his personal life and even the flaws of his character are often overlooked in
the interest in finding in his life a parable for our time. Clearly the Martin
Luther King that most Americans remember is more legend that reality. This may
in fact be a direct result of King's own role as a prophet and preacher who
was addressing issues of conscience. He was more concerned about an appeal to
the heart and the soul of the American people, than in arguing his case in a court
of law where the smallest factual details can make the difference between victory
and defeat. A powerful illustration of this is his "I've Been to the Mountaintop
sermon of April 3, 1968, at the Masonic Temple in Memphis, Tenn., where he had
gone in support of the striking sanitation workers. The following day he was assassinated.
His closing words in that sermon frame his own life in direct parallel to that
of the biblical figure of Moses:
We've got some difficult days ahead. But it doesn't matter
to me now. Because I've been to the mountaintop. ... I just want to do God's will.
And He's allowed me to go up to the mountain. And I've looked over. And I've seen
the promised land. I may not get there with you. But I want you to know
tonight, that we as a people will get to the promised land. And I'm happy tonight.
I'm not worried about anything. I'm not fearing any man. Mine eyes have seen the
glory of the coming of the Lord.
there profound differences of fact between the life of Moses and that of Martin
Luther King? Of course there are. But King's appeal as a leader lay largely in
his ability to strike the deeper chords of conscience and so to influence an entire
nation. This is why he is remembered this weekend. It is also what every successful
aspirant to the office of the presidency must remember. It's the "vision
thing." It's the ability to express in a few declarative sentences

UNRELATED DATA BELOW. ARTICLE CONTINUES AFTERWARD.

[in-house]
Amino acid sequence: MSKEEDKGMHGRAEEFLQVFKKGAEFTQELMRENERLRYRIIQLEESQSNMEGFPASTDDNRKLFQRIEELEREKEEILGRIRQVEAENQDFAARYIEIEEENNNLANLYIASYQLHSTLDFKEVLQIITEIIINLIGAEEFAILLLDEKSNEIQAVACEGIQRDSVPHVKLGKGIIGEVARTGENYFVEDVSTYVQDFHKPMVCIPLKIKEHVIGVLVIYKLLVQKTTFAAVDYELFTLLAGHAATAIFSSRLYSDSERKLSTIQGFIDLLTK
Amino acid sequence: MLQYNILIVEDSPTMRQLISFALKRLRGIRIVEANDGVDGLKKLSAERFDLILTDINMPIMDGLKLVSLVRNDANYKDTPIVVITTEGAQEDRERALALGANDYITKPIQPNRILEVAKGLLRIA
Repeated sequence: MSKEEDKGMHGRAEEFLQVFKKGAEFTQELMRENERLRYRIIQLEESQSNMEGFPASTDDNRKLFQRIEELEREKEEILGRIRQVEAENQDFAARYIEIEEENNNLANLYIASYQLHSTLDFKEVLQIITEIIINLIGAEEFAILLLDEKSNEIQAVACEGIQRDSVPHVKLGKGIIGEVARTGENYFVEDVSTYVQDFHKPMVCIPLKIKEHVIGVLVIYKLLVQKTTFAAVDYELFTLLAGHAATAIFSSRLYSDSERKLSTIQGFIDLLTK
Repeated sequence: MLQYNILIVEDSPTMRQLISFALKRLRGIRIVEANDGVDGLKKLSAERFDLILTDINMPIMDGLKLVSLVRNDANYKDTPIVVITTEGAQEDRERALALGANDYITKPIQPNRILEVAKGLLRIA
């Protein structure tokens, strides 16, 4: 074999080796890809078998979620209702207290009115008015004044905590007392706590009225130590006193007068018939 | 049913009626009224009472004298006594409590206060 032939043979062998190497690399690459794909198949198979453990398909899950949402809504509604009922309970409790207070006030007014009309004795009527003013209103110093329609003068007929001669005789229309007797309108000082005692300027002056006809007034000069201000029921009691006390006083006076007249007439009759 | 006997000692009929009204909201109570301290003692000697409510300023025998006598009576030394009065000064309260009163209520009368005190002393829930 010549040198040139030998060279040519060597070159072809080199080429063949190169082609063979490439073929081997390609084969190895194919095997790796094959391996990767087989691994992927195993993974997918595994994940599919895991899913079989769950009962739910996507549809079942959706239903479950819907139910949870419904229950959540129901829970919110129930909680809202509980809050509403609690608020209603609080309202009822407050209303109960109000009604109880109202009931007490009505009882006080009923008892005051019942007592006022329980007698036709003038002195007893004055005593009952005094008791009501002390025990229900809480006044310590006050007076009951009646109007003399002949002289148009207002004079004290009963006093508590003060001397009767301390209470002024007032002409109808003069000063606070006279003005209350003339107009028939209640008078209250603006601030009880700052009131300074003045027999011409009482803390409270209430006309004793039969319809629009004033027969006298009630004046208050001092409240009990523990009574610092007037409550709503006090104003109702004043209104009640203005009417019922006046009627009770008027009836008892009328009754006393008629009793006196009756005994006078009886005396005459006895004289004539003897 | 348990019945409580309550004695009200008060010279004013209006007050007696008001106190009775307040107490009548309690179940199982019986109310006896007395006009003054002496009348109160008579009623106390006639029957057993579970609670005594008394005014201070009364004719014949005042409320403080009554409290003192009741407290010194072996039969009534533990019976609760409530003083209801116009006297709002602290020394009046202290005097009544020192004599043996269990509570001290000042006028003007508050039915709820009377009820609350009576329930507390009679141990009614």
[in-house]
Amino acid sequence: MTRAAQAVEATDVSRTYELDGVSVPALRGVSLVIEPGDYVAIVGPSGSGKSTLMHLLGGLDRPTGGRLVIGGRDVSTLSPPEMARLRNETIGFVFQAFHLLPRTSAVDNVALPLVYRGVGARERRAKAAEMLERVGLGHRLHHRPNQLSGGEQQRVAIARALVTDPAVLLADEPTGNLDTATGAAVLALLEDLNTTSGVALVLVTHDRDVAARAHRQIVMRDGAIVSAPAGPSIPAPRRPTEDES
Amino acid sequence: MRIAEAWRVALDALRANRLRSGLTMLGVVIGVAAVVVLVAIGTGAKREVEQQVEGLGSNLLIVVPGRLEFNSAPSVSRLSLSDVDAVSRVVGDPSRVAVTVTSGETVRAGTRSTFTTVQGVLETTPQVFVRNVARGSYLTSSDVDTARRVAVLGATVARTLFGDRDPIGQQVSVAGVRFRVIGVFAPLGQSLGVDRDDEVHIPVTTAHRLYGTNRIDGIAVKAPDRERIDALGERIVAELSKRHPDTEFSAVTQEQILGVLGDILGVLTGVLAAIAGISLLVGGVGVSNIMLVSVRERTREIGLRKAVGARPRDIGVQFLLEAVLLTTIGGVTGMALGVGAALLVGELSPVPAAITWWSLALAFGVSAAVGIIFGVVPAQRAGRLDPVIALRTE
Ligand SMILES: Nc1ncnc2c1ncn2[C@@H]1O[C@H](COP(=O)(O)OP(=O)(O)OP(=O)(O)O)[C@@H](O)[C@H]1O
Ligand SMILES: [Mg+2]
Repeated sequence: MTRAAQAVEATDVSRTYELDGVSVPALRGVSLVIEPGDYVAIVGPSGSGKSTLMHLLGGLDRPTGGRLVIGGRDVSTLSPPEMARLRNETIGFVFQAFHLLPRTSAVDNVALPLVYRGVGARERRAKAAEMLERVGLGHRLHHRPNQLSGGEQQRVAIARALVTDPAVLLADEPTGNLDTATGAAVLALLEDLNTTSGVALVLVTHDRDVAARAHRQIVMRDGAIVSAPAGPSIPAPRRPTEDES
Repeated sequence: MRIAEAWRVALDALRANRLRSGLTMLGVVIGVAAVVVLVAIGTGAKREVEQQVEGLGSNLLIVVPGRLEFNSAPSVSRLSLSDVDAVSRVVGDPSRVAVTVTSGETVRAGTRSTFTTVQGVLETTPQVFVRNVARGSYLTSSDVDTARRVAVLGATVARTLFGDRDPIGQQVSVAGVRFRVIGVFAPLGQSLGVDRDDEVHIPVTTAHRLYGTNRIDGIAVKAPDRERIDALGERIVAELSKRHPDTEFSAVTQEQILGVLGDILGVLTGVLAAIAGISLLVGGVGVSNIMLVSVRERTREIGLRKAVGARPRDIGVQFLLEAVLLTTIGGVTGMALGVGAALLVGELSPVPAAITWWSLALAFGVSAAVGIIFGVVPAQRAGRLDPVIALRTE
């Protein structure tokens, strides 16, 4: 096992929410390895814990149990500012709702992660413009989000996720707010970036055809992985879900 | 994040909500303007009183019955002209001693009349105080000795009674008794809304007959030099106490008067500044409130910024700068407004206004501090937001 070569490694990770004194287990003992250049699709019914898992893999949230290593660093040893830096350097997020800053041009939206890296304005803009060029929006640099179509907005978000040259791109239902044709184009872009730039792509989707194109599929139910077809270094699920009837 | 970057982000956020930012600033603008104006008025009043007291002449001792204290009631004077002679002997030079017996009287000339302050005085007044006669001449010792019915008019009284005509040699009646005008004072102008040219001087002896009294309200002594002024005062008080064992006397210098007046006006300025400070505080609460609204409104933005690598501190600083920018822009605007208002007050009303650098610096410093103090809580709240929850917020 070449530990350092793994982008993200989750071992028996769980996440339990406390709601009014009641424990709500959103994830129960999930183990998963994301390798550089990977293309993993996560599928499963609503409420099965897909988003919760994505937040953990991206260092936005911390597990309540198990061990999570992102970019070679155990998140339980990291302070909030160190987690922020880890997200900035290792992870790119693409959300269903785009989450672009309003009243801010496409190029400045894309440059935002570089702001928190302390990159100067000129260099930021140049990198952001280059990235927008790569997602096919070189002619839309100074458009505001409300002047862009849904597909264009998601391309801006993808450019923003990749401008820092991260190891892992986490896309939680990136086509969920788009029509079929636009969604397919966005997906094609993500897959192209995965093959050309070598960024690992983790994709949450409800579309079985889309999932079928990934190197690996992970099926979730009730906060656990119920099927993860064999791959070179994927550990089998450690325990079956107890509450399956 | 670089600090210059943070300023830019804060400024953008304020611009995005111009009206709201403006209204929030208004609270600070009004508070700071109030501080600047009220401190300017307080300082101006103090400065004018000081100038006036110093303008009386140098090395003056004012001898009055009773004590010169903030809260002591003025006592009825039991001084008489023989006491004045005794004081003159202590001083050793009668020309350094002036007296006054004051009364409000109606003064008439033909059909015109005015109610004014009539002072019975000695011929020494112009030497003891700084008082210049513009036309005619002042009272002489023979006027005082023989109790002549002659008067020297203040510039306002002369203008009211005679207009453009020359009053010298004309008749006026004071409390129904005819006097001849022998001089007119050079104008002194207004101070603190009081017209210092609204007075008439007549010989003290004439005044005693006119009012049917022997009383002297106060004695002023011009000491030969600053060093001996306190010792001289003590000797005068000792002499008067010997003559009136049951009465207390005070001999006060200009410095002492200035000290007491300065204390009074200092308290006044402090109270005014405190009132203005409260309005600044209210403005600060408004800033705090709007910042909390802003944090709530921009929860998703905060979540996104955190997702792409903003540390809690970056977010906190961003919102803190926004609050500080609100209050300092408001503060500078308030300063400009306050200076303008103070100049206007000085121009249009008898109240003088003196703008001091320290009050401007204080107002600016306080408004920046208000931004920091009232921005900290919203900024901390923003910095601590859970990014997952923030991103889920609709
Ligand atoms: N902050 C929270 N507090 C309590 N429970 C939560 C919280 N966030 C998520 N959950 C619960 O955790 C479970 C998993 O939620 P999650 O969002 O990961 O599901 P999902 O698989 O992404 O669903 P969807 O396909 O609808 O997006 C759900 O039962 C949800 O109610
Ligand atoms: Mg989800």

one's driving passions and purposes in life, and to do so in such a way that people
can identify your own vision as their own.
This is also the reason that
Hurricane has such a powerful appeal. Both Rubin Carter the writer, and
the film makers in this instance, understood the power of a narrative that is
biblical in its proportions. In one of the most moving scenes in the movie, Carter
and the young man, Lesra, whom Carter refers to as "Lazarus," share
an intimate moment as they are awaiting the judge's decision in what is the last,
best hope for Carter's release from the "death" of an endless prison
term. Carter turns to "Lazarus" and quotes from the Bible, connecting
passages from Genesis and the Gospels, in which the names Reuben and Lazarus appear.
The theme that ties these names and passages together is the resurrection of the
dead. And Carter says: "Hatred has put me in prison, but love will get me
out." Very few details from the biblical narratives of Genesis or the
Gospels exactly match the narrative of Rubin Carter's release from prison, but
somehow the connections work. Hence those who evaluate this film as a documentary
will see only its flaws, but those who see it function as a parable of human liberation
or even redemption will understand how well this movie succeeds. Contemporary
leaders who can make similar connections to great themes of good versus evil,
life versus death will also succeed, even though they may not always get themselves
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The Rev. Charles P. Henderson is a Presbyterian minister and author of Faith, Science and the Future, published in 1994 by CrossCurrents Press. He is also the author of God and Science (John Knox / Westminster, 1986) which he is now rewriting to incorporate more recent developments in the conversation taking place between scientists and theologians. He has also written widely for such publications as The New York Times, The Nation, Commonweal, The Christian Century and others.